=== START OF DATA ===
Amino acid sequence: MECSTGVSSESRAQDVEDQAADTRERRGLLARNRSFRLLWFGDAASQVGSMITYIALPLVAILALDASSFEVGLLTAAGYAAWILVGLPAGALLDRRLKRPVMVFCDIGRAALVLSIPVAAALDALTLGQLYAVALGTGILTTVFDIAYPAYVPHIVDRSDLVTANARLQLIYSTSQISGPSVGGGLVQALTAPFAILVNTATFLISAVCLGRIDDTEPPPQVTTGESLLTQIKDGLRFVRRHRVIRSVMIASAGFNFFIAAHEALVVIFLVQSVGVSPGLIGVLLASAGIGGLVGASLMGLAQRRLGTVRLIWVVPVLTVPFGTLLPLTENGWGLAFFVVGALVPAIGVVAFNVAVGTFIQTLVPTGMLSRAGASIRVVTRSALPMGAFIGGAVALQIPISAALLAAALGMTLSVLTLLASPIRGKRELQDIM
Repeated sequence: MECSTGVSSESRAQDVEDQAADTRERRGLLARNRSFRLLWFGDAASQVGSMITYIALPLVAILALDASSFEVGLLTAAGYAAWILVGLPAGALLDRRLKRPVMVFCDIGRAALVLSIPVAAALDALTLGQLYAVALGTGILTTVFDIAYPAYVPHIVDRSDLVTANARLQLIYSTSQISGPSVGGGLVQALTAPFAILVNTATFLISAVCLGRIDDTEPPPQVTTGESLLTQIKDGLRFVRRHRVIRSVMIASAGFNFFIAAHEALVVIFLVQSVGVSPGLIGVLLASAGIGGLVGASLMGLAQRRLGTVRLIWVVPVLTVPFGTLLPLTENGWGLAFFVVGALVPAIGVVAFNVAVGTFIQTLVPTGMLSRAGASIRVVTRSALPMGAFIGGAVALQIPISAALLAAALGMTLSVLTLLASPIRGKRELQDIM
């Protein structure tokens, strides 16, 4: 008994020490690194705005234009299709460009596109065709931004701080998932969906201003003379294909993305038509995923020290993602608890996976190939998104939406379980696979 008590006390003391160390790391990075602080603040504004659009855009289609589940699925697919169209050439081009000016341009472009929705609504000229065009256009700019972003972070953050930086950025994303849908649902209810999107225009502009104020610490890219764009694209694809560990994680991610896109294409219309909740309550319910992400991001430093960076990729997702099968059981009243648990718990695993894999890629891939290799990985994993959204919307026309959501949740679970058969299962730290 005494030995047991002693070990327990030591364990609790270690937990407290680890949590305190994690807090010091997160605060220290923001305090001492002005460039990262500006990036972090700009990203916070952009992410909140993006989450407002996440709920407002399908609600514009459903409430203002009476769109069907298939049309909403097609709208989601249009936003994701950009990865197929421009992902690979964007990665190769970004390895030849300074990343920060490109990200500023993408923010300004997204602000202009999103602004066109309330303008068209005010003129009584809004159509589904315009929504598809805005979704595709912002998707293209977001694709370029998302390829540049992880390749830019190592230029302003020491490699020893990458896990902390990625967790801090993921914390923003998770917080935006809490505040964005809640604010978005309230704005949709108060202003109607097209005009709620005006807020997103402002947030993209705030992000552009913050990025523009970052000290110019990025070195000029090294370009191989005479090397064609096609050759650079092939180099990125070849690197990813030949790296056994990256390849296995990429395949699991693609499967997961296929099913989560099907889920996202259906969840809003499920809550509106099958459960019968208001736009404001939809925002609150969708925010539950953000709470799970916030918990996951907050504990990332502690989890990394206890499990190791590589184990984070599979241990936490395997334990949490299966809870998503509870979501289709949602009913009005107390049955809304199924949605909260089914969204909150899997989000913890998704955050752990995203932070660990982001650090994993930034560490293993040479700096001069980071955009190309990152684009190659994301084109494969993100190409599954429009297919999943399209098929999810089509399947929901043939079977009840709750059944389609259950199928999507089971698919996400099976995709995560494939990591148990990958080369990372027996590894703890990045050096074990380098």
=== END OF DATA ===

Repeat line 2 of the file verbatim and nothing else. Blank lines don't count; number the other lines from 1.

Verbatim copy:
Repeated sequence: MECSTGVSSESRAQDVEDQAADTRERRGLLARNRSFRLLWFGDAASQVGSMITYIALPLVAILALDASSFEVGLLTAAGYAAWILVGLPAGALLDRRLKRPVMVFCDIGRAALVLSIPVAAALDALTLGQLYAVALGTGILTTVFDIAYPAYVPHIVDRSDLVTANARLQLIYSTSQISGPSVGGGLVQALTAPFAILVNTATFLISAVCLGRIDDTEPPPQVTTGESLLTQIKDGLRFVRRHRVIRSVMIASAGFNFFIAAHEALVVIFLVQSVGVSPGLIGVLLASAGIGGLVGASLMGLAQRRLGTVRLIWVVPVLTVPFGTLLPLTENGWGLAFFVVGALVPAIGVVAFNVAVGTFIQTLVPTGMLSRAGASIRVVTRSALPMGAFIGGAVALQIPISAALLAAALGMTLSVLTLLASPIRGKRELQDIM